Newspaper of Bedford Gazette, May 22, 1857, Page 1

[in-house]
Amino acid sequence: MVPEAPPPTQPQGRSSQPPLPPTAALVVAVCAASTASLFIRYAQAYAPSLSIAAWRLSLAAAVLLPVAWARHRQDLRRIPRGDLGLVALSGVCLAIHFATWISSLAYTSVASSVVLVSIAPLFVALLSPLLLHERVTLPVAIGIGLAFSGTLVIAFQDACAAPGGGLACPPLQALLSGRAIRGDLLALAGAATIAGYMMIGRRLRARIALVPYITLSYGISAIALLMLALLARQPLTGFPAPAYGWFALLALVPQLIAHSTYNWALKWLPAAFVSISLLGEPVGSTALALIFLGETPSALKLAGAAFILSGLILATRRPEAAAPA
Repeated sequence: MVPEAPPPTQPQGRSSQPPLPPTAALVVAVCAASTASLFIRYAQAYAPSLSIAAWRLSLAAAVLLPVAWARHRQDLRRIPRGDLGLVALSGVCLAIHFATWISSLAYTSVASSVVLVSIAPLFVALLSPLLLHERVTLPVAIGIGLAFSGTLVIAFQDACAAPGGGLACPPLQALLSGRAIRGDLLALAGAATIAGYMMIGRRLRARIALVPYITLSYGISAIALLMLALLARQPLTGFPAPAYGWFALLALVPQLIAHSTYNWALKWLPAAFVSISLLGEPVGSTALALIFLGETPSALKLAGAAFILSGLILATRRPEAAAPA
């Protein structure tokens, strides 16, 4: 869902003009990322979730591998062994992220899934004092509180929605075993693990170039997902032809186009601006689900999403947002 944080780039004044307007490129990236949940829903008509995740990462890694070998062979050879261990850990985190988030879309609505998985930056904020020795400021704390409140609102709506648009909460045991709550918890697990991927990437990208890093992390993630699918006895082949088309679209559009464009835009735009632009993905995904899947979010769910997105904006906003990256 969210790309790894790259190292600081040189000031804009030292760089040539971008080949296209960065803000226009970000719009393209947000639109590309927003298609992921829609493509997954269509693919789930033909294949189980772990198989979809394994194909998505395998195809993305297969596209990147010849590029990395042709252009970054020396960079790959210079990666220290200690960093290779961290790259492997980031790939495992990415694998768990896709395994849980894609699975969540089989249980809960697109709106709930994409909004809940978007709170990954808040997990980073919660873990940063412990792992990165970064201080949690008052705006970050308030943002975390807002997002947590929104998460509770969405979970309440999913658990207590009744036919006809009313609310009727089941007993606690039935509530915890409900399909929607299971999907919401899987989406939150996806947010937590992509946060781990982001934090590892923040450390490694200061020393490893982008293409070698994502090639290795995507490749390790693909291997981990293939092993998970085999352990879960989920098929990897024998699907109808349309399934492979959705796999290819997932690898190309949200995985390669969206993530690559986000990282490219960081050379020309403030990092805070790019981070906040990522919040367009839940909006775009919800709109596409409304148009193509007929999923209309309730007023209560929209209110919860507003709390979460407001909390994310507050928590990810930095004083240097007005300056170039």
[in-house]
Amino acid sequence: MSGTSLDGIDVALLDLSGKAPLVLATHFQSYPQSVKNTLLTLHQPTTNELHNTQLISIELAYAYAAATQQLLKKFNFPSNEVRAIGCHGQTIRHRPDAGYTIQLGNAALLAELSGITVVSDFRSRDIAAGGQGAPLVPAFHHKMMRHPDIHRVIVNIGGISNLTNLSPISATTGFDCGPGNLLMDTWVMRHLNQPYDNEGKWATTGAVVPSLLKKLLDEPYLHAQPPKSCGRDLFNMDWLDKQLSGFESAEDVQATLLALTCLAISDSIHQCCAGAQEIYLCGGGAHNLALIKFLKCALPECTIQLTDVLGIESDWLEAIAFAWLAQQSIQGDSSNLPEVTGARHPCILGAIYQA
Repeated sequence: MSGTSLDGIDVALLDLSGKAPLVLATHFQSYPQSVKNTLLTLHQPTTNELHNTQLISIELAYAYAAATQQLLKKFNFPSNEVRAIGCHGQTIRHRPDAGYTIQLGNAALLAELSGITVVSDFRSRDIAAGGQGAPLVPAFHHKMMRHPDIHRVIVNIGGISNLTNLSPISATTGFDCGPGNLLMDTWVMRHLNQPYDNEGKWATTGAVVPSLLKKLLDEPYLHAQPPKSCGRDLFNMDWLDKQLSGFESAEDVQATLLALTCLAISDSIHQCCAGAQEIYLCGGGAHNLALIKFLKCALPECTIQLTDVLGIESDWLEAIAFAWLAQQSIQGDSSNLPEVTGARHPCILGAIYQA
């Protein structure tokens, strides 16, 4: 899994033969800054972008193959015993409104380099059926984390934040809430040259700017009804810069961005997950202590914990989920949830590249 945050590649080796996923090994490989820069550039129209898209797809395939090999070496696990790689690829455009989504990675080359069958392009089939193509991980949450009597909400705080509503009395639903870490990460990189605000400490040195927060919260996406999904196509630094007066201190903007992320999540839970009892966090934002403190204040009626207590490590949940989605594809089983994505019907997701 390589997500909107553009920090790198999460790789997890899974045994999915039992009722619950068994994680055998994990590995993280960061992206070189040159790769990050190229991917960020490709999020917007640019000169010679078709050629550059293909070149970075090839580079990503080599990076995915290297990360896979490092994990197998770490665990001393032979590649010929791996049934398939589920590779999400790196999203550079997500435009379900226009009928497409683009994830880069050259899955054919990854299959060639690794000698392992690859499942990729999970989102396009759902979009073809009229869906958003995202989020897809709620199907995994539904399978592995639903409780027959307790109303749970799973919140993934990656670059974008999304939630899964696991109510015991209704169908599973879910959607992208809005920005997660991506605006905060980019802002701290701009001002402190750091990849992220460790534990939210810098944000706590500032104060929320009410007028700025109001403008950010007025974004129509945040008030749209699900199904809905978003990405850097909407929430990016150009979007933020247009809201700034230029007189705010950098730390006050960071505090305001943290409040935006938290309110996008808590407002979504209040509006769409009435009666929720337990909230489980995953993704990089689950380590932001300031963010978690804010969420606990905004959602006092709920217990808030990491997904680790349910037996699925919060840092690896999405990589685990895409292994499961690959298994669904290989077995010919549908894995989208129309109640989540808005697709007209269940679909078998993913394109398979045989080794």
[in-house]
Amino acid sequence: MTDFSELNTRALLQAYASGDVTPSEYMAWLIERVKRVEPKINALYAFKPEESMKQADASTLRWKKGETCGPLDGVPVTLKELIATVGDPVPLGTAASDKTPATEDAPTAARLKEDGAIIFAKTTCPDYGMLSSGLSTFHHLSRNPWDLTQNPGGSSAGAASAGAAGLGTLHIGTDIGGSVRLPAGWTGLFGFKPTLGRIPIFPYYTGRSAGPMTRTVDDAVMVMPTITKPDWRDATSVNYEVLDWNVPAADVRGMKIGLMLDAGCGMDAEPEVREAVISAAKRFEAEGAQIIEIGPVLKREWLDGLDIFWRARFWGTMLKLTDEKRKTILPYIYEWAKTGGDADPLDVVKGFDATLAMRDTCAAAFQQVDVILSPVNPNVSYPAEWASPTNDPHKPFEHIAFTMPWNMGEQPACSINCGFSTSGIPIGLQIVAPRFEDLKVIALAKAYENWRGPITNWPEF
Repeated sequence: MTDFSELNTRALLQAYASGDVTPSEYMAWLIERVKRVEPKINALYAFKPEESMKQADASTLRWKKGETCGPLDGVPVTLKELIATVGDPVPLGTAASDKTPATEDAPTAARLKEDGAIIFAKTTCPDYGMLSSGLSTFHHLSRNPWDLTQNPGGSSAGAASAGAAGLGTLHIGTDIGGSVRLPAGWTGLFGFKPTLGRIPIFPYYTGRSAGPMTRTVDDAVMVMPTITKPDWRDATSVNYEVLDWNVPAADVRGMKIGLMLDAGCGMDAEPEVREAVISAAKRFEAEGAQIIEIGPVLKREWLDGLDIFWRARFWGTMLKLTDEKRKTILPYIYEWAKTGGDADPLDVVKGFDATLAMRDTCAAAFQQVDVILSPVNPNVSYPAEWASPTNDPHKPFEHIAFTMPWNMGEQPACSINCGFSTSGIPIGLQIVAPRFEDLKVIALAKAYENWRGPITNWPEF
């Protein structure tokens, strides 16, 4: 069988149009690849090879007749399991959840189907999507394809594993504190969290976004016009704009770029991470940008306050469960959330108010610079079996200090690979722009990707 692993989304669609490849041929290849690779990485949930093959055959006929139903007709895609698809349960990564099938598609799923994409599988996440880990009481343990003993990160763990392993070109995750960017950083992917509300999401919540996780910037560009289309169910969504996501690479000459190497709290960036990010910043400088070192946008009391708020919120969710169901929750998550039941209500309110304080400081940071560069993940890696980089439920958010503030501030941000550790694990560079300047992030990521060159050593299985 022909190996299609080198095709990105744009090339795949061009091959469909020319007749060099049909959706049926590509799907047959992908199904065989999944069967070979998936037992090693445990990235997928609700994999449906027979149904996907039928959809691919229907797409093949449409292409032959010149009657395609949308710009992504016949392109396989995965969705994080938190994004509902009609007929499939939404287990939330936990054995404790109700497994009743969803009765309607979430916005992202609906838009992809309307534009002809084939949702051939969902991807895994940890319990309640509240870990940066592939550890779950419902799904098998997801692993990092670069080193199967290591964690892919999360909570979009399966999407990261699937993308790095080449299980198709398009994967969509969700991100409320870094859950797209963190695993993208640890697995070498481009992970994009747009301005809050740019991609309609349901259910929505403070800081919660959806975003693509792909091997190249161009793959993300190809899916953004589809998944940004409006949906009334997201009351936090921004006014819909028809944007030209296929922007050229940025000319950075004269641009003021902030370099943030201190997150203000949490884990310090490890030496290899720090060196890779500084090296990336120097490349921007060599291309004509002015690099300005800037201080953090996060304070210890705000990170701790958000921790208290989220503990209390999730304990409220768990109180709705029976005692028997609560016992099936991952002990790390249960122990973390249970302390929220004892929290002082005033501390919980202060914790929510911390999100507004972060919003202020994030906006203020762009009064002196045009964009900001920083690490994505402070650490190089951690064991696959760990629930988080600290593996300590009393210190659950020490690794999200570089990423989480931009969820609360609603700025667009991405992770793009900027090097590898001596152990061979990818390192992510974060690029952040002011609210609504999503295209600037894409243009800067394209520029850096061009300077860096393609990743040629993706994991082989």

Newspaper of Bedford Gazette dated May 22, 1857 Page 1